Moody’s credit agency has downgraded Israel’s credit rating from A1 to A2 for the first time in history, with further downgrades expected. Despite this unprecedented move, Israel’s investors and the Tel Aviv Stock Exchange were largely unmoved by the news. The key index, Tel Aviv 35, which hosts the country’s largest companies, only saw a decrease of about 0.6%. Aside from the banking index which fell by 1.7%, other economic indicators showed only minor declines.
Economists had anticipated this downgrade, with the negative forecast also contributing to the market’s response. Tamir Shapira, CEO of Ilam Mutual Funds, explains that this was expected and had been factored into the markets since the war outbreak.
Wall Street Breaks Record Again
While Israel’s credit rating was being downgraded, Wall Street was making history with the S&P 500 index breaking its all-time record and closing at over 5,000 index points. This is the second time in a month that the index has reached a new high. However, Alex Zabrzynski, chief economist of the investment house Meitav, warns that global stock market behavior indicates overheating, as evidenced by surveys of institutional and private investors who report very high optimism.
It seems that risks are escalating on both sides. In Israel, the rating increase will lead to higher debt costs for all companies in the economy, impacting households as well. In the US, the continued surge on Wall Street increases the likelihood of an impending downgrade. This leaves Israeli investors with a dilemma as their two main markets face turbulence.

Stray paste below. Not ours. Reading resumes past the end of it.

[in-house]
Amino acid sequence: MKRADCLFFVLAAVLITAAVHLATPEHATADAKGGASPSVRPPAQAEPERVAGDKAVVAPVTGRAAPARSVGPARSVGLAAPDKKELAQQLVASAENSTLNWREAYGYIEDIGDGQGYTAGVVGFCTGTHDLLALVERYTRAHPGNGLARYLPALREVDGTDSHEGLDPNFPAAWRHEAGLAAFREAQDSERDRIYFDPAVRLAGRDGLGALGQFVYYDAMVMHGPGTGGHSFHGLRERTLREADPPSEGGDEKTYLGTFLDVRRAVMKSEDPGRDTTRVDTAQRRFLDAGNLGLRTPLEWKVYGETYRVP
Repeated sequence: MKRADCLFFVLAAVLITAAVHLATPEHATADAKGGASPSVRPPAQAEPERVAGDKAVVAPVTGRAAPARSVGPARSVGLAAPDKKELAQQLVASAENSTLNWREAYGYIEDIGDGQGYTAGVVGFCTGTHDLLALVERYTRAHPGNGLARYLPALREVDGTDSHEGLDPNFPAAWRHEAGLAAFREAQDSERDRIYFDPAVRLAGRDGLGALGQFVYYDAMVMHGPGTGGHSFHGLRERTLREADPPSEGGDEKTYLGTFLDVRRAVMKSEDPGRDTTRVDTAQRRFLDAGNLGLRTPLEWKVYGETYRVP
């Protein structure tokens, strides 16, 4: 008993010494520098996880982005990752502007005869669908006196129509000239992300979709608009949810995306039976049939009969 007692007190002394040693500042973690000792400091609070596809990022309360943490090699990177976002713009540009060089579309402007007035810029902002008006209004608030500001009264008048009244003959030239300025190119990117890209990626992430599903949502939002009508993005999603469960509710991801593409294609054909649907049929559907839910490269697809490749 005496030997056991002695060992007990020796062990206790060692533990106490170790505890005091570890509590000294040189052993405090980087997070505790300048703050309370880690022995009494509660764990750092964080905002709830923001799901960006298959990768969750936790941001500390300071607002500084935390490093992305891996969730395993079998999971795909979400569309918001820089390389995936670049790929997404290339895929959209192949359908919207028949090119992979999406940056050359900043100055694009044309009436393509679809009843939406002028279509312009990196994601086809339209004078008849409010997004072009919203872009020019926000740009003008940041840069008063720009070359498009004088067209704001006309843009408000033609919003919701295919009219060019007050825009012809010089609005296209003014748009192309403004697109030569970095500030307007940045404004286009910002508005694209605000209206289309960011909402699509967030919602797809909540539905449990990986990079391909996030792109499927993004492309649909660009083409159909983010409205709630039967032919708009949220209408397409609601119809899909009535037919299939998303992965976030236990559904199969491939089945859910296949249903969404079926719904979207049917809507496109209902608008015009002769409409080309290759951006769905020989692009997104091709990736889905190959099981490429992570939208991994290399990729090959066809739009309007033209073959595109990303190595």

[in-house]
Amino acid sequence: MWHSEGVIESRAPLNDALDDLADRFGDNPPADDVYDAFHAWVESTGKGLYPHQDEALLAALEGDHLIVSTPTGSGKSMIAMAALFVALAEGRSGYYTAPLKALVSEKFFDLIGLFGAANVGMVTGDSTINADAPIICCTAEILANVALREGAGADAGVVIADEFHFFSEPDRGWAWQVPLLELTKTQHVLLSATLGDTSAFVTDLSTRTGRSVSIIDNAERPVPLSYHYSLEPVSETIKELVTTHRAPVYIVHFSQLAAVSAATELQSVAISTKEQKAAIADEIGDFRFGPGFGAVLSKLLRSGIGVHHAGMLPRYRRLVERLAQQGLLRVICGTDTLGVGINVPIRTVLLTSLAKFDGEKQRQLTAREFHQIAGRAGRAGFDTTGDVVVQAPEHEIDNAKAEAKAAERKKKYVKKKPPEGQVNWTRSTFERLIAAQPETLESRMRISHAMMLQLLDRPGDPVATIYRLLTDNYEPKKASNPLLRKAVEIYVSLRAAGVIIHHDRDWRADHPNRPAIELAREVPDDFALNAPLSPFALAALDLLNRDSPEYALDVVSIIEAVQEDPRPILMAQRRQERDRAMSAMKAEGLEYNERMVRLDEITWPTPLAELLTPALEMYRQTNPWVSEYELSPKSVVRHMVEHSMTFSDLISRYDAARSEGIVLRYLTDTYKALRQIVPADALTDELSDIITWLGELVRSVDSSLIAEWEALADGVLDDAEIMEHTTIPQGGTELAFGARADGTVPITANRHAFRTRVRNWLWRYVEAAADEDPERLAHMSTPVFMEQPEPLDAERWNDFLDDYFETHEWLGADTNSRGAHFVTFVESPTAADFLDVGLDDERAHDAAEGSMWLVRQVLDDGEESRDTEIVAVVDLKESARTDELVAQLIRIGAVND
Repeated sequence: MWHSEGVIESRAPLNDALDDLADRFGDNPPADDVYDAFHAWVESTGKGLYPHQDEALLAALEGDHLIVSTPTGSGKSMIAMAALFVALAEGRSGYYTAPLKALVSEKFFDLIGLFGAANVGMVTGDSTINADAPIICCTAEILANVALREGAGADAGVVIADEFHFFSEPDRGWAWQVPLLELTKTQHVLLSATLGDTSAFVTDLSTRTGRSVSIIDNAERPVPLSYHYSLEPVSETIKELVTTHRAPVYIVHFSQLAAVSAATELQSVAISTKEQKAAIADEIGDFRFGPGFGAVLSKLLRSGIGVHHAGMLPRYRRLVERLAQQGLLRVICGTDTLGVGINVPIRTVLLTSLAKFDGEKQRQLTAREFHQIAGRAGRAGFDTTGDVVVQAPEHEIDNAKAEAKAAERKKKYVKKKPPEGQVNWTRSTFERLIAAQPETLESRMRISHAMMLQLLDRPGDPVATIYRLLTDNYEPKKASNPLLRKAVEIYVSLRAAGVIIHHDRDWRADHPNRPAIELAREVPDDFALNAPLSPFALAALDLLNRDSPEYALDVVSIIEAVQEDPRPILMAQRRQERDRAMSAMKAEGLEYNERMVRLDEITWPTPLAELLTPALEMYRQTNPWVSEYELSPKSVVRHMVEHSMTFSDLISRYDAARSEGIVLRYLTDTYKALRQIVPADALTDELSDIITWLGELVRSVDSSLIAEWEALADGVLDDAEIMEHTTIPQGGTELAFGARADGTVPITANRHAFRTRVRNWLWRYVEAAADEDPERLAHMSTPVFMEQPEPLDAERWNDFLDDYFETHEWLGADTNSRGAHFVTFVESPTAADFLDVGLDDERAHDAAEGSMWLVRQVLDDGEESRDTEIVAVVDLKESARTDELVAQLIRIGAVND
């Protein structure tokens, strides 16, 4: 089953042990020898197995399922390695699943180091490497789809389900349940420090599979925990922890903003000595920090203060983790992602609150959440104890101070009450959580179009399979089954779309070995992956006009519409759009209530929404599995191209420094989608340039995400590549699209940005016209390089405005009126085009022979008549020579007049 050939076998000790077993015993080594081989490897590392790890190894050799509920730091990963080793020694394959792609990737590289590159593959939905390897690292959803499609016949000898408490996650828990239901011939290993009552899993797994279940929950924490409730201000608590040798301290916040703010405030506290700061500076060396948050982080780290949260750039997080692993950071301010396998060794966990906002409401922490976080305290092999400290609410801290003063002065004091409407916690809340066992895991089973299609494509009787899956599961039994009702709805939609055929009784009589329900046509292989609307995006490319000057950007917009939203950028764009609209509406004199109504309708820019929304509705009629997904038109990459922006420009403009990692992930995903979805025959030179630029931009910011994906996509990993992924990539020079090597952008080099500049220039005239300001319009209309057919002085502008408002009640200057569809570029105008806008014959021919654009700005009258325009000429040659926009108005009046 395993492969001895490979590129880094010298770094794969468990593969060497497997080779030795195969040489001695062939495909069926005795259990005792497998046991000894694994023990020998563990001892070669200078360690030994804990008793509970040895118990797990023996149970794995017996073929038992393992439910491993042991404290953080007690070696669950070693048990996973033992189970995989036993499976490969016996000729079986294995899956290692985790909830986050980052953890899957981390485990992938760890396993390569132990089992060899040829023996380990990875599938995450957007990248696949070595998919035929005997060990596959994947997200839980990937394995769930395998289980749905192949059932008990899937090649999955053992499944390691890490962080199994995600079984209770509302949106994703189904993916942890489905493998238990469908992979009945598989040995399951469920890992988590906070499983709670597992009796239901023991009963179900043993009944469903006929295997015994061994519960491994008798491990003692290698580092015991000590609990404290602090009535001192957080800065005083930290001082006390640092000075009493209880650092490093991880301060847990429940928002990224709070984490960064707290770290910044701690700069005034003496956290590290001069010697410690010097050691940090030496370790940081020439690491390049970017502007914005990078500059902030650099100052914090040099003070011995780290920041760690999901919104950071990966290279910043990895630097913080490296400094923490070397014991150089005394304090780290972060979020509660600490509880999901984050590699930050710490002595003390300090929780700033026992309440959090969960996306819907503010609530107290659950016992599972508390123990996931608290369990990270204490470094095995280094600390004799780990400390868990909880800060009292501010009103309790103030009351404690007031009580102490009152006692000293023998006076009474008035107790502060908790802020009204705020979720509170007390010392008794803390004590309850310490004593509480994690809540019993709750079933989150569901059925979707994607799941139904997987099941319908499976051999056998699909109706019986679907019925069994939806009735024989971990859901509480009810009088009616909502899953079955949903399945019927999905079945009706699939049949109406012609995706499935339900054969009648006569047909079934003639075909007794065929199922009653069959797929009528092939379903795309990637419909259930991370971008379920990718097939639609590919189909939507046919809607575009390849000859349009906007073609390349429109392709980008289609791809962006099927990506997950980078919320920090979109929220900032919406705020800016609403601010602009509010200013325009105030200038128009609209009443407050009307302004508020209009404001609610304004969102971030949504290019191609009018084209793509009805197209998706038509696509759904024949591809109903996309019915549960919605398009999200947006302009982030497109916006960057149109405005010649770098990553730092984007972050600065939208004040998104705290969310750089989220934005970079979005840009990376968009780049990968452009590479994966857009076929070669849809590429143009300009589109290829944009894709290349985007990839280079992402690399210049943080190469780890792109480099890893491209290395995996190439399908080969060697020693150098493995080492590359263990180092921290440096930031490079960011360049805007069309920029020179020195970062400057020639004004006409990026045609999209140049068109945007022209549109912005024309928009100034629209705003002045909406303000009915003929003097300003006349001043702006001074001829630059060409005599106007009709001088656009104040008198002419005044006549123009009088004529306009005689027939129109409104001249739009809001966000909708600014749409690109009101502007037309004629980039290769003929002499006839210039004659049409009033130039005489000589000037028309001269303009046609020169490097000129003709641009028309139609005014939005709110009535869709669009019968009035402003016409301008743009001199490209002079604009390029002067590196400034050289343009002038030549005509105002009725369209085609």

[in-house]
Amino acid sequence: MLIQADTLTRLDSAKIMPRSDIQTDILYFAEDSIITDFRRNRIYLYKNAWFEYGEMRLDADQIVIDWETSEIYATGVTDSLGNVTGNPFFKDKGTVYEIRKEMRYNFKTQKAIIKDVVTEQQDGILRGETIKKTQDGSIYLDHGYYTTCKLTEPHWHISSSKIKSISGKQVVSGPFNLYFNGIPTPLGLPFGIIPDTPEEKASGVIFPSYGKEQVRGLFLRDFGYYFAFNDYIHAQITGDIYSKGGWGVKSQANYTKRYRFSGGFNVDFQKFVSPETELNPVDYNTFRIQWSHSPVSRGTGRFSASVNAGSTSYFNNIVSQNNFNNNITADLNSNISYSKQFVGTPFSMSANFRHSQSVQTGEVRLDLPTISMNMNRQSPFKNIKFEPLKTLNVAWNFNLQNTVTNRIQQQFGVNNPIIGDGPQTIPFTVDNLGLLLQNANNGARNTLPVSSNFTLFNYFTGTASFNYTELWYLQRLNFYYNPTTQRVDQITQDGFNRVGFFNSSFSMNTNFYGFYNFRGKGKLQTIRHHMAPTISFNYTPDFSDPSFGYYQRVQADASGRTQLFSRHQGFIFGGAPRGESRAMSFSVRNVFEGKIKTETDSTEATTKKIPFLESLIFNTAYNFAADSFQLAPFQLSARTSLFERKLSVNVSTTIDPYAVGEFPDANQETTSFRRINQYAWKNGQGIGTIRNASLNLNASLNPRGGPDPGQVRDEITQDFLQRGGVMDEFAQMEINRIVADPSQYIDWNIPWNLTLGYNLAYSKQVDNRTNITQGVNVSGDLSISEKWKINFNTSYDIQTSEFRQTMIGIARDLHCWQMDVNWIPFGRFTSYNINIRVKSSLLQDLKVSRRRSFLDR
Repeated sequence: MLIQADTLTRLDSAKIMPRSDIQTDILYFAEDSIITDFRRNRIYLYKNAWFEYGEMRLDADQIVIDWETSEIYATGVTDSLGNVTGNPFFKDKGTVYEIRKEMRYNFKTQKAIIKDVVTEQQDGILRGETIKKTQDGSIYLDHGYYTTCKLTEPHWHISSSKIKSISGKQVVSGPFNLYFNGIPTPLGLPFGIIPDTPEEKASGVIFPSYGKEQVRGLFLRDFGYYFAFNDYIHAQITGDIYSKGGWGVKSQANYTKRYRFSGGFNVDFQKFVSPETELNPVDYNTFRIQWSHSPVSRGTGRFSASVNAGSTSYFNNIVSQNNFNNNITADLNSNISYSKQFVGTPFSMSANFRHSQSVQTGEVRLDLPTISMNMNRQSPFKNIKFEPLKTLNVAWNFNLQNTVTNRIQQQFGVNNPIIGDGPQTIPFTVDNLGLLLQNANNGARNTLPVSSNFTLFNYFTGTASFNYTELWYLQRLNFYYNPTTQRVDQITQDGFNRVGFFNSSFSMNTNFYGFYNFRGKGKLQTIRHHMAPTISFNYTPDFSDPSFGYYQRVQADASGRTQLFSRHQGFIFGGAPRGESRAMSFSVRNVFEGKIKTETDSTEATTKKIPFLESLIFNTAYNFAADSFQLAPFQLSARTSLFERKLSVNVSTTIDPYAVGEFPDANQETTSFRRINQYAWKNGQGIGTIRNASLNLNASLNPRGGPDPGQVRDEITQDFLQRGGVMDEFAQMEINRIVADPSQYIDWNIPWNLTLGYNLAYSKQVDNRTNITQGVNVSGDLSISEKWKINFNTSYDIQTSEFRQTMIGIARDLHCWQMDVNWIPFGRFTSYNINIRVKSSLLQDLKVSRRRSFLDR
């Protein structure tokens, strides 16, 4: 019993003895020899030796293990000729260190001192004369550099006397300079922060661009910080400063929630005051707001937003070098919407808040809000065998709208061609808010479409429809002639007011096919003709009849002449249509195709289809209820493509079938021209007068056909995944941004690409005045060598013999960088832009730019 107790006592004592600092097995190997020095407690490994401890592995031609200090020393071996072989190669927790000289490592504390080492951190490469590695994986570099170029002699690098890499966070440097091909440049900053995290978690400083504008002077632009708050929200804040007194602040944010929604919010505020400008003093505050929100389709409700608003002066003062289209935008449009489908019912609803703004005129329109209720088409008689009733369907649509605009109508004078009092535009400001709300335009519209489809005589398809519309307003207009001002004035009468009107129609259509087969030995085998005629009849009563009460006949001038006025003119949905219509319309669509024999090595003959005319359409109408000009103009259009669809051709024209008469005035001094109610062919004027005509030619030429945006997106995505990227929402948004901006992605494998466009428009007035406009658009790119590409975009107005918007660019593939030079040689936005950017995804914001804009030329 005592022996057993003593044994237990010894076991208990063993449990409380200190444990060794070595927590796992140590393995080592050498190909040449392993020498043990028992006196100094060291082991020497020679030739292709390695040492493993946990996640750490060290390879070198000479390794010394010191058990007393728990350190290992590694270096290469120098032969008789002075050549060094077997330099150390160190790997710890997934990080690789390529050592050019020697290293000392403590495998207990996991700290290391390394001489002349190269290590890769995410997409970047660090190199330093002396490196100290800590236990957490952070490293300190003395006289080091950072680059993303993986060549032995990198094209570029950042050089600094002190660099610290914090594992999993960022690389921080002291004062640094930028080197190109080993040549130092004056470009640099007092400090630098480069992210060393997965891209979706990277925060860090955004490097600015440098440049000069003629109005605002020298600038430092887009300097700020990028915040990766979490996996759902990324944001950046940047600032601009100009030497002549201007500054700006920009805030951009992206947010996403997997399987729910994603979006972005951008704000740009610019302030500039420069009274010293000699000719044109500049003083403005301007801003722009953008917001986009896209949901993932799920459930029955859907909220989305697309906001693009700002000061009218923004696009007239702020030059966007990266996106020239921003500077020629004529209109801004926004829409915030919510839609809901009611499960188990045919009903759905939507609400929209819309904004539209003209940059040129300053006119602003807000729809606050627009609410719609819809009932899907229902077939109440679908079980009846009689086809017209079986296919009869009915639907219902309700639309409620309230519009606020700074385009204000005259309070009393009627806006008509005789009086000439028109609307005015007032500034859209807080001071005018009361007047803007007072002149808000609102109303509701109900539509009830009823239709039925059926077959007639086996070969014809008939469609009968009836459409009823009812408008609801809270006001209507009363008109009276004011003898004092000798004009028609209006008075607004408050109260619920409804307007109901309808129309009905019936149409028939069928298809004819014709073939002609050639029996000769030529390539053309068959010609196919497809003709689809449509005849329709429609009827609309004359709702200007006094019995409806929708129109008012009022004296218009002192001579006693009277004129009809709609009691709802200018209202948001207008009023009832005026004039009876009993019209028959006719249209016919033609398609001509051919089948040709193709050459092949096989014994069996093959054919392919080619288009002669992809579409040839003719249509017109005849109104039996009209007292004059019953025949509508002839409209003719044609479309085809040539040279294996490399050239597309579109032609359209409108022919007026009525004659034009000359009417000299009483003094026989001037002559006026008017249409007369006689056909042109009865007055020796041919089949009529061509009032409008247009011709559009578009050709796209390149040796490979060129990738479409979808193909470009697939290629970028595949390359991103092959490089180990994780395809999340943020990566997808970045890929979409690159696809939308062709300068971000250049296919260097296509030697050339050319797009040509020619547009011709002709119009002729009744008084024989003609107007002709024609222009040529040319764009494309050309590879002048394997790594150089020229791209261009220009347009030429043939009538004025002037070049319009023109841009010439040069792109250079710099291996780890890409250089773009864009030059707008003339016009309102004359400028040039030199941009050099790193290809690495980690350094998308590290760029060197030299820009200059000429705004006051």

Investing in Israel vs. the USA
The Israeli stock market has yielded significantly lower returns than its American counterpart in the past year. Since the end of October 2023, the S&P 500 has increased by about 22%, while the Tel Aviv 35 has increased by about 13%. Bernard Menor, investment manager at IBI Portfolio Management, believes that the American market is still more favorable than the Israeli one due to the greater economic stability in the US and the geopolitical risk in Israel.
Some, however, see the short-term instability in Tel Aviv as an opportunity. Shapira Mailim, for instance, predicts increased volatility in the domestic market in Israel and recommends investing in banks, the infrastructure sector, real estate stocks, and defense companies. However, he advises caution with non-bank credit sector and office real estate companies.
Opportunity in the Local Debt Market
The debt market is likely to be the most immediately impacted by the rating decision. Economists predict that yields on short-term government bonds will rise, making the local bond market more attractive. Moody Shafferer, the chief strategist for financial markets at Bank Hapoalim, recommends focusing on short-term Israeli government bonds.
Roi Keren, Bank Leumi’s regional investment advisor, anticipates that corporate bonds in Israel may fall due to the downgrade. He advises investors to prepare for a potential extreme event and refrain from making abrupt and significant changes in their portfolios.
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